Soybean can germinate and emerge when soil temperatures are at or just below 50°F. At soil temperatures between 50-60°F, soybean plants typically take about 15 to 20 days to emerge following planting. Planting into a wet seedbed or following too much tillage can result in compaction and soil crusting which could reduce stand establishment. At the same time, planting into extremely dry soil can also be detrimental to stand establishment due to insufficient soil moisture for germination and/or emergence.

For Ohio, in general, we recommend soybean be planted any time after April 15 in the southern portion of the state and any time after the last few days of April in the northern portion of the state IF soil conditions are satisfactory.

In Ohio, soybean is generally grown in narrow rows (7.5 to 15-inch row width). Soybean plants grown in narrow rows generally produce more grain than soybean grown in wide rows (30-inch row width) because they capture more sunlight energy, which drives photosynthesis. Across the U.S., soybean grown in less than or equal to 15 inch row width has a yield advantage of 1 to 4 bushels per acre compared to greater than 15 inch row width. However, these yield advantages are typically greater with later planting dates, earlier maturing varieties, and high temperatures, all of which reduce the time from VE (emergence) to R3 (initial pod set).

Soybean plants are incredibly flexible at adjusting to a wide range of plant populations. Soybean plants in low populations will produce more branches, more pods, and more seeds per plant. Soybean at higher populations will grow taller, produce fewer branches, pods, and seeds per plant. Because of this flexibility, soybean can often produce similar seed numbers per acre and similar yields over a wide range of plant populations.

In Ohio, for a crop planted in May, a final plant population of 100,000 to 120,000 plants per acre is generally adequate for maximum yield. Final population is a function of seeding rate, quality of the planting operation, and seed germination percentage and depends on such things as soil moisture conditions, seed-soil contact, disease pressure, fungicide seed treatments, etc.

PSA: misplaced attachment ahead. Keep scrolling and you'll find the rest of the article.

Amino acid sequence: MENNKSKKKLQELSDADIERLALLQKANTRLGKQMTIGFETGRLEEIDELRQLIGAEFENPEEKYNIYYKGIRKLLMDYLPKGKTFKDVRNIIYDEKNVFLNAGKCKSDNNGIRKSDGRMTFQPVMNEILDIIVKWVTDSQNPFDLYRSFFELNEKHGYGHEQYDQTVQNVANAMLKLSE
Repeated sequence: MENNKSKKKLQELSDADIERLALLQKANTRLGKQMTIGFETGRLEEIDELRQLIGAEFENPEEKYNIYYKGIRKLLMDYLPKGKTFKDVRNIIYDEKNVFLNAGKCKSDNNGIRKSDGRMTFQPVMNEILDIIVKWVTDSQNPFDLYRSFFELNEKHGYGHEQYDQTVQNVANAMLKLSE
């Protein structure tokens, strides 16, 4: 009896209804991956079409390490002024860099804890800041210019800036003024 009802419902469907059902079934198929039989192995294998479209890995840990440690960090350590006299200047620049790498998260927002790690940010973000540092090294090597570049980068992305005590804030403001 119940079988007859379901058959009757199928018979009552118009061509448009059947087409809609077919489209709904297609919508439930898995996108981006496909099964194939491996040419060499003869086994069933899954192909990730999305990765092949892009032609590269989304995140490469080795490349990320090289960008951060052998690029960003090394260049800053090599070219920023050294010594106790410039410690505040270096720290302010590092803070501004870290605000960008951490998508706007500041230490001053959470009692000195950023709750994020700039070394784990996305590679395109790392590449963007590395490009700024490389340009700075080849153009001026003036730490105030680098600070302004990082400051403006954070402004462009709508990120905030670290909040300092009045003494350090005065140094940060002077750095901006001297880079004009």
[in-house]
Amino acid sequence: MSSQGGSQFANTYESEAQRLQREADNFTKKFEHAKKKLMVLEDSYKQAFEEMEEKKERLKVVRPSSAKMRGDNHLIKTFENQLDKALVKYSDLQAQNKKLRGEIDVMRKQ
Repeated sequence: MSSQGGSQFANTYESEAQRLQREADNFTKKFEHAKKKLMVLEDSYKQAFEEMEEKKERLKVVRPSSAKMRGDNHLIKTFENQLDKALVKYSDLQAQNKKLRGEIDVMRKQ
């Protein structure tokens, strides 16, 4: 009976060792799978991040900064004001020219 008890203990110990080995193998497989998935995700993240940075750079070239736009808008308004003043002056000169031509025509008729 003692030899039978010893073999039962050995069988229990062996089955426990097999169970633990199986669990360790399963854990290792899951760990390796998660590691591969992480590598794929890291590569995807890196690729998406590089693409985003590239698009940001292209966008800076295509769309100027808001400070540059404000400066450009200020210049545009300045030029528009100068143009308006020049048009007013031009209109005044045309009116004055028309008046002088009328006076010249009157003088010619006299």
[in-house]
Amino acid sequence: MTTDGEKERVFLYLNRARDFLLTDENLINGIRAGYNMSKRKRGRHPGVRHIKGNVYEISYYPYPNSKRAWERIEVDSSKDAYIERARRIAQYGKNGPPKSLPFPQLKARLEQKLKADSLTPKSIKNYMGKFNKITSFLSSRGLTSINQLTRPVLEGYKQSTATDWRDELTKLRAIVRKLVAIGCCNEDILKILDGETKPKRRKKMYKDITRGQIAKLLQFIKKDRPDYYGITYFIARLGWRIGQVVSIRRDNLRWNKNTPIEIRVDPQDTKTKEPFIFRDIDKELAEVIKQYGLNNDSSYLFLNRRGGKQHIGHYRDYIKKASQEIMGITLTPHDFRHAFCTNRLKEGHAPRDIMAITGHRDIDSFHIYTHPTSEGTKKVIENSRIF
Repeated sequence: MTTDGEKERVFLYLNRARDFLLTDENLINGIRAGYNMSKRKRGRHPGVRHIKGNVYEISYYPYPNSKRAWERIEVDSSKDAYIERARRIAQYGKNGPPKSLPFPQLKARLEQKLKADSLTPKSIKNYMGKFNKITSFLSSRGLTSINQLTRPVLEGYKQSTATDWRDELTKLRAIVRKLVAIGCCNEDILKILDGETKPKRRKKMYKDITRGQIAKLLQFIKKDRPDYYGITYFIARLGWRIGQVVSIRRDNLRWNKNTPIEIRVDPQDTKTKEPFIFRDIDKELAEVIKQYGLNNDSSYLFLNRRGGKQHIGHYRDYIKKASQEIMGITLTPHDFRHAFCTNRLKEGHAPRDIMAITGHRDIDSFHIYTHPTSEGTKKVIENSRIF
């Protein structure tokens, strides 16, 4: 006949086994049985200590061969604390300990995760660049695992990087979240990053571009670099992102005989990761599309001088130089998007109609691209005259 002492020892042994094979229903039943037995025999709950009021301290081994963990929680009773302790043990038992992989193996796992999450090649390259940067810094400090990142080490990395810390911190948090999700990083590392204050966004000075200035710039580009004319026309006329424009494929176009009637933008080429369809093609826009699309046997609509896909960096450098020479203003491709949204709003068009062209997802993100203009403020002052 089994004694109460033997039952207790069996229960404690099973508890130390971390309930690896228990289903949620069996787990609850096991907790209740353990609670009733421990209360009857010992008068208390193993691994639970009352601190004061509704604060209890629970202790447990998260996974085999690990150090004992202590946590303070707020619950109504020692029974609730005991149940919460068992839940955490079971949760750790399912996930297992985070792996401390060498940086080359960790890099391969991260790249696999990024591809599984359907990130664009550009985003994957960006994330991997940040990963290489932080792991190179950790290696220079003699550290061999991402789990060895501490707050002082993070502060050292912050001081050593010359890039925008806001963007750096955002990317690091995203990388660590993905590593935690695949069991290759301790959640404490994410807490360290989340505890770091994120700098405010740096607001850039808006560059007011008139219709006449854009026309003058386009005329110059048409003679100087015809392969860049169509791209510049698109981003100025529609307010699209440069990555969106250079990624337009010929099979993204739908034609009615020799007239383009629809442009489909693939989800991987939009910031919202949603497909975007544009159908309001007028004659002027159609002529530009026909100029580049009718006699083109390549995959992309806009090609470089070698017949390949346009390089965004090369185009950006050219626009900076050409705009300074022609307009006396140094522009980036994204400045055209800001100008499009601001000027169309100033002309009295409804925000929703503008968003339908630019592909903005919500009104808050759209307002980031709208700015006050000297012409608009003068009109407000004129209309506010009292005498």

Ensuring maximum yield requires farmers to plant at rates higher than the minimum required plant population. As a general rule, seed about 25% higher than the target plant population. For example, for a target plant population of 100,000 to 120,000 plants/acre, you may want to seed 125,000 to 150,000 seeds per acre.

Article written by Laura Lindsey-OSU Extension, Soybean and Small Grains Specialist and edited by Mark Badertscher-OSU Extension, Hardin County.

Early Season Manure ApplicationHardin County – Last fall was not favorable for manure application to farm fields. Thus, ...

Early Season Manure Application

Hardin County – Last fall was not favorable for manure application to farm fields. Thus, many producers are interested in spring application with an eye on capturing the nitrogen contained in the manure to reduce the need for purchased nitrogen.

In-crop applications of manure make the best use of the manure’s nitrogen content for crop uptake. At the early vegetative stages, the timing is close to the crop’s maximum nutrient uptake period. In corn, placement of the manure below the surface preserves a higher percentage of nitrogen through reductions in volatilization losses. When used as a substitute for purchased nitrogen fertilizer, the economic case for manure used in this way is very attractive and provides an incentive to haul manure greater distances.